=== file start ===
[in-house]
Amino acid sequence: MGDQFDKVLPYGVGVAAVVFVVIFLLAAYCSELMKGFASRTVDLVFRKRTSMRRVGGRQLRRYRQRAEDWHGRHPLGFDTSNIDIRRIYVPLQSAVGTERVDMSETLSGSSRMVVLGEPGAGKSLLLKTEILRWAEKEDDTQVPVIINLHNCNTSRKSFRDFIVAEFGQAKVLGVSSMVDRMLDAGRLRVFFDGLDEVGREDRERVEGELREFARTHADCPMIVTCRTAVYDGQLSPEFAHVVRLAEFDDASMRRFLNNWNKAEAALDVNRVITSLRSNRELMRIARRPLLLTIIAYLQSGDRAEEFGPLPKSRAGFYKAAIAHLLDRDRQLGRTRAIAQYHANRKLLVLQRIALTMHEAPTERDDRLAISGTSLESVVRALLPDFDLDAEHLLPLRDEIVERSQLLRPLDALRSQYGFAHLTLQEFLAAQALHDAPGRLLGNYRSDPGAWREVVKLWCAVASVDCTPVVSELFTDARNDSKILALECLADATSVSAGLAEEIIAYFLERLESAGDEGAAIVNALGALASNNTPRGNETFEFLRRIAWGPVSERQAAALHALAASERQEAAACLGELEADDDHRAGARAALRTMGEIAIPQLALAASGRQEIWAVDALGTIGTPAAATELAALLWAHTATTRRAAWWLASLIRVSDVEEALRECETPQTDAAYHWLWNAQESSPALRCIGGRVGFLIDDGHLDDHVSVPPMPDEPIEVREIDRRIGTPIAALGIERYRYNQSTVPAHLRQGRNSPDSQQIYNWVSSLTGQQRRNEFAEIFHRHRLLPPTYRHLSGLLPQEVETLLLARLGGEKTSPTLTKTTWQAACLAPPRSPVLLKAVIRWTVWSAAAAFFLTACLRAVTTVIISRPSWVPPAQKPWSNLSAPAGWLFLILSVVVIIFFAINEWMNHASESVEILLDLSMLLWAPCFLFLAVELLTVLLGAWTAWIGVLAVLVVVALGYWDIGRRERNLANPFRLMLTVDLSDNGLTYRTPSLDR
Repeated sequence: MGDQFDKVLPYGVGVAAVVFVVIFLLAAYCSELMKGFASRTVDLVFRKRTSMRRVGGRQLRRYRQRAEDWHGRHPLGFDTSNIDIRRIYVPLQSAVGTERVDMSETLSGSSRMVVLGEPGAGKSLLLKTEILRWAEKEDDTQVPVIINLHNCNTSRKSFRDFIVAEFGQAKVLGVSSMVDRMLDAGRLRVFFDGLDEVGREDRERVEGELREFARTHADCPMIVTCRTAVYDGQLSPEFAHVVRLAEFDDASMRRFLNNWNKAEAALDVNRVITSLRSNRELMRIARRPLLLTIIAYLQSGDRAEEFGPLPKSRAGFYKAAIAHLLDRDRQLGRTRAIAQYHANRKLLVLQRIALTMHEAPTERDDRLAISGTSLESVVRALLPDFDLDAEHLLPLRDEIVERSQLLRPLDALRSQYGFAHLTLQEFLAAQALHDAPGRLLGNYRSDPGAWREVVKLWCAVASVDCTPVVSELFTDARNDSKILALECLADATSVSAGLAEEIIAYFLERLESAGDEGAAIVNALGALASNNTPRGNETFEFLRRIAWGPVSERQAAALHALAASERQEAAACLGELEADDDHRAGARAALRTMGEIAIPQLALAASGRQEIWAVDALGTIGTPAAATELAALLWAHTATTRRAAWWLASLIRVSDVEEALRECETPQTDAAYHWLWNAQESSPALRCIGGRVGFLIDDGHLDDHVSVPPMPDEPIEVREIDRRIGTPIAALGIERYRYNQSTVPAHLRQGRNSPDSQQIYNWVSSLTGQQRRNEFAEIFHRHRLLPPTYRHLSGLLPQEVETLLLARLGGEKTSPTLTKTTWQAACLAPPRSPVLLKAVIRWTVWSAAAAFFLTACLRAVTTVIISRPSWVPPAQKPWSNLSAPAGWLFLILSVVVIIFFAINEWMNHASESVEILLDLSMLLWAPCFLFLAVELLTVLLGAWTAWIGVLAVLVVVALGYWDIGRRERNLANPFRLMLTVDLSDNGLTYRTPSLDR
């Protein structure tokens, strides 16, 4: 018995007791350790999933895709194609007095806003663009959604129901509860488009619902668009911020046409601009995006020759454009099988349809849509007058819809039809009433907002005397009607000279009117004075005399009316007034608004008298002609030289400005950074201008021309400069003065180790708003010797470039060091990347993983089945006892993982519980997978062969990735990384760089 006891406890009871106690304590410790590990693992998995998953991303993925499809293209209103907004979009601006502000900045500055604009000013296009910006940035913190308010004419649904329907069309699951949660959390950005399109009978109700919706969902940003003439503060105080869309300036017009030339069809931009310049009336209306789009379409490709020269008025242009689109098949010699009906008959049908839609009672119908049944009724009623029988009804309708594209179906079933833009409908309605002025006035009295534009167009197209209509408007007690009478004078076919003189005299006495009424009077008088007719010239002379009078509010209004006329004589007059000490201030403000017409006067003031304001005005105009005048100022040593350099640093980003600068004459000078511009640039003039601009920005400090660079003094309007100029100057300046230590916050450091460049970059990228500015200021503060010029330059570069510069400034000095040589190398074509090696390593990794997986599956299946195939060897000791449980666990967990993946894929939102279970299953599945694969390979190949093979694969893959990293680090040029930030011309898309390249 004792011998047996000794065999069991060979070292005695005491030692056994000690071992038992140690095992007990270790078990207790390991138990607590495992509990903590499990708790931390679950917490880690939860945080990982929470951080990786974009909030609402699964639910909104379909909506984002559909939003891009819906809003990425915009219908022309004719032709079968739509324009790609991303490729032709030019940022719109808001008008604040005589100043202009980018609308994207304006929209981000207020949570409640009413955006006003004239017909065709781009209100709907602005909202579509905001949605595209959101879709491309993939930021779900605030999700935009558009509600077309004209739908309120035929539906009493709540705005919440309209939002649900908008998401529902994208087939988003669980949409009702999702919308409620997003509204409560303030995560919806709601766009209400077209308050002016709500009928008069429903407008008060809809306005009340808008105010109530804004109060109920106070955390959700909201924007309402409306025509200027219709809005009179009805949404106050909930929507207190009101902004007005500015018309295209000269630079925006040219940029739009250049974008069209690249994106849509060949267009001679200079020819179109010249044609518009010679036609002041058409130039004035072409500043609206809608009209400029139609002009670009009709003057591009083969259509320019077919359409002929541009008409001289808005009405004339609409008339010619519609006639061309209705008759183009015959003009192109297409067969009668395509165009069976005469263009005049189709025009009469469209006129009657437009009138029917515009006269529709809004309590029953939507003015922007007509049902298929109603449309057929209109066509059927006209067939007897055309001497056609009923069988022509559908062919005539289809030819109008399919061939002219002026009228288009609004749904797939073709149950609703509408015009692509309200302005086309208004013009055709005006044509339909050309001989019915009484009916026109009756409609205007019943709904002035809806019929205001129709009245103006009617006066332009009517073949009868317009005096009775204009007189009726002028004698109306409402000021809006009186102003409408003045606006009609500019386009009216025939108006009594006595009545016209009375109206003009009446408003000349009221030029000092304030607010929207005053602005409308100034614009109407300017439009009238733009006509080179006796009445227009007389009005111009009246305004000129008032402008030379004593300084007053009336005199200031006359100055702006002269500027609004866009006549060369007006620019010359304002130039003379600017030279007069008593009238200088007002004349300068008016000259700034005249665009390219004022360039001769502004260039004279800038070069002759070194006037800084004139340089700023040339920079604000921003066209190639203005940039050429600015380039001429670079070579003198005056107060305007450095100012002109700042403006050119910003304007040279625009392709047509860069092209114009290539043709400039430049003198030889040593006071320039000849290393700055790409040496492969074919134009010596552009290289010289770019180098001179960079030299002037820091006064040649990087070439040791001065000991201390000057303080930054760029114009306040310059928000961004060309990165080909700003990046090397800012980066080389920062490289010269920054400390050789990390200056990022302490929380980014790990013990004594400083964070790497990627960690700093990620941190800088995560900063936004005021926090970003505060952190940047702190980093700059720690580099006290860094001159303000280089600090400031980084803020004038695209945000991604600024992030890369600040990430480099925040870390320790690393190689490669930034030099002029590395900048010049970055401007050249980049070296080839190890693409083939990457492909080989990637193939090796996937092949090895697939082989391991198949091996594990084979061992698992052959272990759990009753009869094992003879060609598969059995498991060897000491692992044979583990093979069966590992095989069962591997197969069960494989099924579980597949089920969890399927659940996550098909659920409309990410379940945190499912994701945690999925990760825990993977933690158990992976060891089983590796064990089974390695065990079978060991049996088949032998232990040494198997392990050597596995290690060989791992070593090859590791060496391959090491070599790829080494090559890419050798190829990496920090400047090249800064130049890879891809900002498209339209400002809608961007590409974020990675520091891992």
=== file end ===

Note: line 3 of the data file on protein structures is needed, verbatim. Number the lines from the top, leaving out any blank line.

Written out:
Repeated sequence: MGDQFDKVLPYGVGVAAVVFVVIFLLAAYCSELMKGFASRTVDLVFRKRTSMRRVGGRQLRRYRQRAEDWHGRHPLGFDTSNIDIRRIYVPLQSAVGTERVDMSETLSGSSRMVVLGEPGAGKSLLLKTEILRWAEKEDDTQVPVIINLHNCNTSRKSFRDFIVAEFGQAKVLGVSSMVDRMLDAGRLRVFFDGLDEVGREDRERVEGELREFARTHADCPMIVTCRTAVYDGQLSPEFAHVVRLAEFDDASMRRFLNNWNKAEAALDVNRVITSLRSNRELMRIARRPLLLTIIAYLQSGDRAEEFGPLPKSRAGFYKAAIAHLLDRDRQLGRTRAIAQYHANRKLLVLQRIALTMHEAPTERDDRLAISGTSLESVVRALLPDFDLDAEHLLPLRDEIVERSQLLRPLDALRSQYGFAHLTLQEFLAAQALHDAPGRLLGNYRSDPGAWREVVKLWCAVASVDCTPVVSELFTDARNDSKILALECLADATSVSAGLAEEIIAYFLERLESAGDEGAAIVNALGALASNNTPRGNETFEFLRRIAWGPVSERQAAALHALAASERQEAAACLGELEADDDHRAGARAALRTMGEIAIPQLALAASGRQEIWAVDALGTIGTPAAATELAALLWAHTATTRRAAWWLASLIRVSDVEEALRECETPQTDAAYHWLWNAQESSPALRCIGGRVGFLIDDGHLDDHVSVPPMPDEPIEVREIDRRIGTPIAALGIERYRYNQSTVPAHLRQGRNSPDSQQIYNWVSSLTGQQRRNEFAEIFHRHRLLPPTYRHLSGLLPQEVETLLLARLGGEKTSPTLTKTTWQAACLAPPRSPVLLKAVIRWTVWSAAAAFFLTACLRAVTTVIISRPSWVPPAQKPWSNLSAPAGWLFLILSVVVIIFFAINEWMNHASESVEILLDLSMLLWAPCFLFLAVELLTVLLGAWTAWIGVLAVLVVVALGYWDIGRRERNLANPFRLMLTVDLSDNGLTYRTPSLDR